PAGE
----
It was also a world which left its mark on young Edward. His father, George V, was the incarnation of the old world of order and stability, obsessed with tradition, propriety, decorum and punctuality. He was, though kind-hearted, a martinet in his treatment of his son and heir. Edward's mother was evidently deficient in the normal maternal instincts. Neither were easily able to communicate with their children, who consequently suffered from a lack of human warmth and encouragement in early life. The man chosen to be the boy's tutor, Henry Peter Hansell, was supposed to make up for what his parents lacked: a good chap, and a good shot, he was a fairly hopeless tutor. Edward, though an intelligent and curious child with a powerful memory, was poorly educated and although a competent linguist, was never able to spell properly.

But it is the photographs of the young Prince John which tell the saddest story of the repressive royal rigidity of the era. The boy, about nine years old in the photographs here, was the youngest son of George V. When he was aged four he developed epilepsy. So discomfited were the royals at his disability that, throughout his short life, he was hidden away from the public, lest one of his fits should be seen and cause the royal household embarrassment. Their shame was so acute that he was kept in a separate house at Sandringham, for fear even that he should be seen by other house guests. His brothers and sisters, who demonstrated great affection for the child, were his only playmates. Only one photograph of him has ever been seen before today.

But it was a time in which the first signs of change were appearing. There are photographs of Edward's brother Harry - the first member of the royal family ever to go to school - at Eton. His sister Mary, though snapped "with her hair-up" in drawing room formality, is also pictured in softer mood flinging open her bedroom window. Edward displays a good eye for an unposed photograph throughout, but nowhere more so than in the set of pictures of Mary, Bertie and himself which he engagingly captioned "Queer Faces" in the album.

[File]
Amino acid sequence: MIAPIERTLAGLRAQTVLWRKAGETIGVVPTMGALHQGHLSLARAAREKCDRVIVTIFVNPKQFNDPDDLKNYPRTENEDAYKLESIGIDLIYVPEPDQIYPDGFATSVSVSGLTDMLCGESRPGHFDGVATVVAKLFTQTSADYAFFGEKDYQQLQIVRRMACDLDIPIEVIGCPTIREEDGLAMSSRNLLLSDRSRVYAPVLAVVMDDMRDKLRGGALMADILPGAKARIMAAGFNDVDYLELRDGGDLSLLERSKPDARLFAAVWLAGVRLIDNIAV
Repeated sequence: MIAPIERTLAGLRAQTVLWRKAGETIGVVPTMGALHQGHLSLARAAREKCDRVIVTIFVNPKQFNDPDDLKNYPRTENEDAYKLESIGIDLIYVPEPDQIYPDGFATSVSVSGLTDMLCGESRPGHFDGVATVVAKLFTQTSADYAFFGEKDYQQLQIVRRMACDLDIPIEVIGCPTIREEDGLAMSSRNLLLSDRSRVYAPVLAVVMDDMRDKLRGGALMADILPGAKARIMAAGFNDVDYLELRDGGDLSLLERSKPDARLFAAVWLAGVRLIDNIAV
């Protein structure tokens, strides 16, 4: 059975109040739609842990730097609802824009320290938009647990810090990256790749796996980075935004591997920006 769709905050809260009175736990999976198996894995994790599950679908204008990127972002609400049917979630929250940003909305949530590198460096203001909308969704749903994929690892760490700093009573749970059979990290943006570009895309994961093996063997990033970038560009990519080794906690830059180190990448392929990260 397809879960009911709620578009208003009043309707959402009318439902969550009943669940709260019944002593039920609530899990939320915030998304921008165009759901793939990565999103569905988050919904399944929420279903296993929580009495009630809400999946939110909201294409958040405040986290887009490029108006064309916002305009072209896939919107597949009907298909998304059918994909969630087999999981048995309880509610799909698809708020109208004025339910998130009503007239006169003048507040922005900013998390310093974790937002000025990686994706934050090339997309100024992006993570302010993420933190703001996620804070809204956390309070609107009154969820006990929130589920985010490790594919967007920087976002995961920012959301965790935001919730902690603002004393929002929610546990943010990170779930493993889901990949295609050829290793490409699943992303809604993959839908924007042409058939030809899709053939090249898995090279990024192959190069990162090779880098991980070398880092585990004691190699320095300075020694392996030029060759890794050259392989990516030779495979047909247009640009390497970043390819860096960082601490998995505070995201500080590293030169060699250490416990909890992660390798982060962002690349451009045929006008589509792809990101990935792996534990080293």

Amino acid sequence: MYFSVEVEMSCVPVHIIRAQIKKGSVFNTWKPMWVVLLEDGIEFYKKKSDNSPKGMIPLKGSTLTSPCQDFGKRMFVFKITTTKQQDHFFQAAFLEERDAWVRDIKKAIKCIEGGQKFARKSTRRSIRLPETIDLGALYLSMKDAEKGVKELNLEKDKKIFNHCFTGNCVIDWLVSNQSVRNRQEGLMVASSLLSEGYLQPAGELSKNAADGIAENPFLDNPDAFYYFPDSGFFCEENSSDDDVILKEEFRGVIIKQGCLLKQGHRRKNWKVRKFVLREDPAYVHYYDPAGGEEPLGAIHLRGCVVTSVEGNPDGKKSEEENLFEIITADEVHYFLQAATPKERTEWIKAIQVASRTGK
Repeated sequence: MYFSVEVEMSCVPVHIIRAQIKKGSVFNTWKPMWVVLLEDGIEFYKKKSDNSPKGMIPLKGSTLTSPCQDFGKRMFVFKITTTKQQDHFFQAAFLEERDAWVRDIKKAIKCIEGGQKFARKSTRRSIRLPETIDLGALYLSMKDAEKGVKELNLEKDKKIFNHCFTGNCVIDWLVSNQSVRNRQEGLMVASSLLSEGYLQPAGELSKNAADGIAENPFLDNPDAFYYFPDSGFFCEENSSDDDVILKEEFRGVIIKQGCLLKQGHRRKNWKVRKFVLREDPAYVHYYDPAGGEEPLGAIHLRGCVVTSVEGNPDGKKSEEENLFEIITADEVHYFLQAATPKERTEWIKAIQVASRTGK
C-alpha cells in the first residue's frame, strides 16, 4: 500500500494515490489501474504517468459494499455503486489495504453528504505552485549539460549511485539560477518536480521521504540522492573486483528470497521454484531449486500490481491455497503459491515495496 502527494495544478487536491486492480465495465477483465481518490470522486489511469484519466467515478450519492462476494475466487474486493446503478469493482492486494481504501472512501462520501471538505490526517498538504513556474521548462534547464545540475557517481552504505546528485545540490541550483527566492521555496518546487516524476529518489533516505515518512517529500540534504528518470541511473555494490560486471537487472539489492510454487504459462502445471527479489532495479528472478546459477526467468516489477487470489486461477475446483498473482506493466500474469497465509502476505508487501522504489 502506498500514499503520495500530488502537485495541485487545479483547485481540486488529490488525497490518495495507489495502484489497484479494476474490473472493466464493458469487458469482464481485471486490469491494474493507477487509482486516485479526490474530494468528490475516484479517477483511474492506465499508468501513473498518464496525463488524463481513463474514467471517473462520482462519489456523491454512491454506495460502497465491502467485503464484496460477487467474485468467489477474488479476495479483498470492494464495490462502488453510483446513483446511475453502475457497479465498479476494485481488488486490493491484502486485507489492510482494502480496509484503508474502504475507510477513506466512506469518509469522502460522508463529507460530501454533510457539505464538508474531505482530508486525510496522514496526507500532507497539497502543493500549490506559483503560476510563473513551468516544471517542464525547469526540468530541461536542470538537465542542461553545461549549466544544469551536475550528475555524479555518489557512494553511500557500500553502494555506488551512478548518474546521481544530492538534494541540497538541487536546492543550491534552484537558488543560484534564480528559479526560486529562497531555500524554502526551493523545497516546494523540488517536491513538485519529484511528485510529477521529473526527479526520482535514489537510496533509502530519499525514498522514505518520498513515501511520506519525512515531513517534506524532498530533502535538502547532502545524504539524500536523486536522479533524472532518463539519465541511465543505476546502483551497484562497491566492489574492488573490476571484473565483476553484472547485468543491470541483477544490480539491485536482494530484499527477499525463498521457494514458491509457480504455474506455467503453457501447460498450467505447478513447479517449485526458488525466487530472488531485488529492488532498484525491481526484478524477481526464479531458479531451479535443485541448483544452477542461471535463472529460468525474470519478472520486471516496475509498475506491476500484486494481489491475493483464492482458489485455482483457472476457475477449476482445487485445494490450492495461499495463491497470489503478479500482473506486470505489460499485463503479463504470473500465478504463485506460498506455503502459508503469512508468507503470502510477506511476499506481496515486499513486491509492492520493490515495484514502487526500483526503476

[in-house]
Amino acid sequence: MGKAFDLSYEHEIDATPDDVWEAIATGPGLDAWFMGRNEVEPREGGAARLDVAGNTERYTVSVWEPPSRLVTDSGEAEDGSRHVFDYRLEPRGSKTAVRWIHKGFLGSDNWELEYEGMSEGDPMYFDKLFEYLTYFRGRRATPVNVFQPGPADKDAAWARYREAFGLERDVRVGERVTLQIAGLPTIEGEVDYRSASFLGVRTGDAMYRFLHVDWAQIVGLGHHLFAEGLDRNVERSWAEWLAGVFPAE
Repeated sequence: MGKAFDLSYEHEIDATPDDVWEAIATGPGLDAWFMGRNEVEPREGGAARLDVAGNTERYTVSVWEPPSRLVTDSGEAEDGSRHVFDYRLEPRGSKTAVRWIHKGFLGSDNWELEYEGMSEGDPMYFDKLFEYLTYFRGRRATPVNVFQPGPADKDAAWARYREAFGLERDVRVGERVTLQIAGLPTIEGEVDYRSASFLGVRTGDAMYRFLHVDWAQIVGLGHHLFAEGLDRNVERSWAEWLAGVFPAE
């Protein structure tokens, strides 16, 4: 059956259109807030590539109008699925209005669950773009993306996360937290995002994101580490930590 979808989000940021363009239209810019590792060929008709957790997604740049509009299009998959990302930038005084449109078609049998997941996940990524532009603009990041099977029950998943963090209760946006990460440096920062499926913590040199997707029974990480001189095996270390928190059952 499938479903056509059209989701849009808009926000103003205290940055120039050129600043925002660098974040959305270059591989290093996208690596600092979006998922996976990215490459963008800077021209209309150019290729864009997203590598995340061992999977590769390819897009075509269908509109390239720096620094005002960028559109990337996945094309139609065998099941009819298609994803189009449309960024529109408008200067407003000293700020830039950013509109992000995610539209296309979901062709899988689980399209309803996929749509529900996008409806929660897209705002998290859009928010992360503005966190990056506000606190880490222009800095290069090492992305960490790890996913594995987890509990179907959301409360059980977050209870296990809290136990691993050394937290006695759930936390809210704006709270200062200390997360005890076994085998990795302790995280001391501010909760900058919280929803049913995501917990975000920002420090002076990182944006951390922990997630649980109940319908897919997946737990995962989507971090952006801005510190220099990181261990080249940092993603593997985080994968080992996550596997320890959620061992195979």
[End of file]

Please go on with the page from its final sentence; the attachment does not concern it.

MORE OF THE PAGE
It was 1913, three years since Edward had become Prince of Wales and two since he became the first holder of that title to be formally invested at Caernarvon Castle. He was beginning to travel to broaden his education. He went to France and twice to Germany, to visit cousins who were the King and Queen of Wurttenberg, and to Denmark, the birthplace of his grandmother, Queen Alexandra. After four years in the Royal Navy, Edward went up to Magdalen College, Oxford where he joined the university's Officer Training Corps. Its manoeuvres seemed a jolly jape in those days.

Only months later they would begin in earnest as the world was plunged unexpectedly into a war which was to change the face of British society and its monarchy with it.

Comments